Would you eat a meal cooked by one of these guys? We would. 'Cause we like to walk on the wild side.
"No one actually gave the chimps an oven ... They tested the chimps in a variety of situations over two separate seasons," James Gorman, a New York Times science writer, said.
In the study, researchers had two slices of sweet potatoes — one raw and one cooked. They would give the chimps a raw slice. The chimps then learned if they put that raw slice in what was essentially a magical bowl, it would come out cooked.
The researcher would shake the bowl after the chimp put a raw sweet potato slice in it. There was a cooked slice concealed in a separate bowl that was then given to the chimp.
The chimps preferred the cooked food and would wait for it to cook. Yes, chimps have the propensity to be chefs.
Anyone else think that's a bit of a stretch? Let's get into the science of it.
Researchers did different experiments, nine total, with a different number of chimps each time. Once researchers found chimps like cooked food in one experiment, they introduced different "cooking" devices in another experiment. (Video via Animal Planet)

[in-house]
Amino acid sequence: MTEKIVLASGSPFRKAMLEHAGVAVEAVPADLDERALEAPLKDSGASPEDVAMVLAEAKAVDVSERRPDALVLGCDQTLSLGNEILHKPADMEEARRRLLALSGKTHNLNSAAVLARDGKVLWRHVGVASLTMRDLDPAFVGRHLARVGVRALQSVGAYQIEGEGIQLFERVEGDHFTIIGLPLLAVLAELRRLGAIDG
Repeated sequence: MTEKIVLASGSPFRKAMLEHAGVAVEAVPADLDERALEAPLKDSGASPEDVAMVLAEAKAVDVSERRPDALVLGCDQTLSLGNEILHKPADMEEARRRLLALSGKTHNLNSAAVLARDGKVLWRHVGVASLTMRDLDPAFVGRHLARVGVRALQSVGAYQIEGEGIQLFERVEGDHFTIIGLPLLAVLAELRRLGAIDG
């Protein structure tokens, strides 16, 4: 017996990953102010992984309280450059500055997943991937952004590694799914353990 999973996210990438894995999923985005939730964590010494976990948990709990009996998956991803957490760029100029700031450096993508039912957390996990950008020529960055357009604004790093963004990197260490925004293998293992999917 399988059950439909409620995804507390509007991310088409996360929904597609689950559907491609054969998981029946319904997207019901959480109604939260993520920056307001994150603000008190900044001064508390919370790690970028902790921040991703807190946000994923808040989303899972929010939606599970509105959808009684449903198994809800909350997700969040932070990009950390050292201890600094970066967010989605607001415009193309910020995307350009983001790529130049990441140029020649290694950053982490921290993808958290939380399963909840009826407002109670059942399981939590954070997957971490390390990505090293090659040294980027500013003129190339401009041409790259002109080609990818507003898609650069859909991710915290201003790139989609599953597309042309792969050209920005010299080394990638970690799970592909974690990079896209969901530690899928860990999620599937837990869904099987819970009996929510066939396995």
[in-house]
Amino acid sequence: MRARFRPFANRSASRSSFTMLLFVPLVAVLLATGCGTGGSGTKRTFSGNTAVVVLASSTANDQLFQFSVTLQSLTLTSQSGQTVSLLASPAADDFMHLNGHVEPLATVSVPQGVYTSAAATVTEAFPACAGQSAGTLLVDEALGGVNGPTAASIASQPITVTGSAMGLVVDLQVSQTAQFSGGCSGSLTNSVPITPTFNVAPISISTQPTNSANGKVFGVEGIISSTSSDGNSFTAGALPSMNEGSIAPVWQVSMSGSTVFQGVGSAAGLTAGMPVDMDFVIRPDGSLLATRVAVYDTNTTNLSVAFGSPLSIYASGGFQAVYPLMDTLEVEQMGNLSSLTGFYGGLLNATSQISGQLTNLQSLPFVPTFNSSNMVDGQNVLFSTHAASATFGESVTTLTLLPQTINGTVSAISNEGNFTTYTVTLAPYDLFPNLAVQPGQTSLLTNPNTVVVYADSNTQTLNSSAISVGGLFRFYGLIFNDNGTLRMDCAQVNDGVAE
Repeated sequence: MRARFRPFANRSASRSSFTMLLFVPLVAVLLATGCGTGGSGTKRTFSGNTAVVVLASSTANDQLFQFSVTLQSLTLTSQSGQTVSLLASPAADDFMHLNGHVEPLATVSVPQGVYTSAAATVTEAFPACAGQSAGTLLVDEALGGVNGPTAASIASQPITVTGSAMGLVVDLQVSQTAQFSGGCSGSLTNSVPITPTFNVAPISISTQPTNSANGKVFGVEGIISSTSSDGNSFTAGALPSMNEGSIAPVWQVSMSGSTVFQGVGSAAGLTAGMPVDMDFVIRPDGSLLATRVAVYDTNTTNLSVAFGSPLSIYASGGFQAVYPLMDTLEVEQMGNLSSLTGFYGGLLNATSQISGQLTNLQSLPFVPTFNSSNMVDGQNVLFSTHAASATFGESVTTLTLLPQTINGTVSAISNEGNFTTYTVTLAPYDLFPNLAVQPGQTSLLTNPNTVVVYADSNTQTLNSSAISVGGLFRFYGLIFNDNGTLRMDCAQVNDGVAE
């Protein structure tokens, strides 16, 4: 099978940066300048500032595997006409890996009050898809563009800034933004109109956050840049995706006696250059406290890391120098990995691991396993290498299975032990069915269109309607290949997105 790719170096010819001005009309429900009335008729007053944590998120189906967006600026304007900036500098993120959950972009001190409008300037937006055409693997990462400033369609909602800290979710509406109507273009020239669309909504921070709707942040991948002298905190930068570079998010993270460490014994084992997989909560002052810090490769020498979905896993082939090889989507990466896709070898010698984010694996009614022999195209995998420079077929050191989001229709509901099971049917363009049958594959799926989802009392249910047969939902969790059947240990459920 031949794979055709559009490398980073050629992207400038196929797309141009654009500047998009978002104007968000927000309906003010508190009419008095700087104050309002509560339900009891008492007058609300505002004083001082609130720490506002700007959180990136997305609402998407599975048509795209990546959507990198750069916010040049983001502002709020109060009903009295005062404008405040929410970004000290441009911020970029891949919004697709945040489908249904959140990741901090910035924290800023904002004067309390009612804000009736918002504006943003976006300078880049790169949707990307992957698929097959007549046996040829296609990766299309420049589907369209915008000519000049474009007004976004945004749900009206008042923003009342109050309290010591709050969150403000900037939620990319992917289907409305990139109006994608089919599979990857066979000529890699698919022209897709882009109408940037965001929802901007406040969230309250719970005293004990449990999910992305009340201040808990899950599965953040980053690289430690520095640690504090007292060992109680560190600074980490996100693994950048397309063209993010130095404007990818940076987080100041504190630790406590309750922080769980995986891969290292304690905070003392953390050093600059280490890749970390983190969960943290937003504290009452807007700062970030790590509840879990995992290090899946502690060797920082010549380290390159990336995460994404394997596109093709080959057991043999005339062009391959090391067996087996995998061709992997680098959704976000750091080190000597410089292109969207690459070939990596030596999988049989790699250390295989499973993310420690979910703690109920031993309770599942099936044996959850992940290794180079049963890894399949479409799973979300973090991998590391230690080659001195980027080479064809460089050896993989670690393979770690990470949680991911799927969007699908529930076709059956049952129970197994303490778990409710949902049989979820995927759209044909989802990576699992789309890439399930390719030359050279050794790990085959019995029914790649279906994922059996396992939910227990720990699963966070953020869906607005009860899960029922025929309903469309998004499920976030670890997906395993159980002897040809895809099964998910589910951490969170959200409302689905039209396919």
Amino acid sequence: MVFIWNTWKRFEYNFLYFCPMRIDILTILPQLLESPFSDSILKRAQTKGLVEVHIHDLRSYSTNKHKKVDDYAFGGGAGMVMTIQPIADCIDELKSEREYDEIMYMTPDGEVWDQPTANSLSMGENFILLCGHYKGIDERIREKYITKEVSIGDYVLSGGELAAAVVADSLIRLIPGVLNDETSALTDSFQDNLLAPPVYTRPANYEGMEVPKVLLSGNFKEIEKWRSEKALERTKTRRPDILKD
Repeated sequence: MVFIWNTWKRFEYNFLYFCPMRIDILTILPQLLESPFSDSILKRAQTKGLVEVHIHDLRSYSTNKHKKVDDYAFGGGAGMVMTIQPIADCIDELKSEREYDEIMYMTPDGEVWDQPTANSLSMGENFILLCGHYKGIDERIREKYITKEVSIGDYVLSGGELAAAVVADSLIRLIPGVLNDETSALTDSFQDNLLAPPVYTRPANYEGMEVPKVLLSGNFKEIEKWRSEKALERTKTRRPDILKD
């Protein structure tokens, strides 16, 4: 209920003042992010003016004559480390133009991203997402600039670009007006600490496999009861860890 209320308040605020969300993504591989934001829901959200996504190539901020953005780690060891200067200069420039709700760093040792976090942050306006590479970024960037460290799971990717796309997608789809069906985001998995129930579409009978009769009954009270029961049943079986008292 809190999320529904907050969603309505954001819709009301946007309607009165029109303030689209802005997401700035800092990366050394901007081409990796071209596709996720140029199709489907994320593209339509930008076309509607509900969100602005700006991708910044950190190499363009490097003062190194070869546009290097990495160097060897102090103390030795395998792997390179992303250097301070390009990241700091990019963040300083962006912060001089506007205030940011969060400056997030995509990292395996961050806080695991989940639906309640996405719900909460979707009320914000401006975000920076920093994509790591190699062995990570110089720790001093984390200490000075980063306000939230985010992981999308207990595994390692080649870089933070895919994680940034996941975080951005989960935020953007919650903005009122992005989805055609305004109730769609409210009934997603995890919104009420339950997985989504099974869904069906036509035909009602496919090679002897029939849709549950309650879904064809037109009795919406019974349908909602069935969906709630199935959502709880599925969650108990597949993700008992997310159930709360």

One would "cook" the food, the other wouldn't. The chimps again showed preference for cooked food by choosing the device that would "cook" the potato slice.
In yet another experiment, to really drive the point home, researchers tested the chimps themselves to see if they could "cook" the food on their own by putting it into the right device. In most cases, they were able to.
This is a big deal because, as the researchers write, chimps have a hard time giving up food they already have. In these instances, they would give up the food ... just so that it would taste better.
It sounds like at the next family cookout you may want to invite one of human's closest cousins, too.
This video includes images from Getty Images and Penn State / CC BY NC 2.0.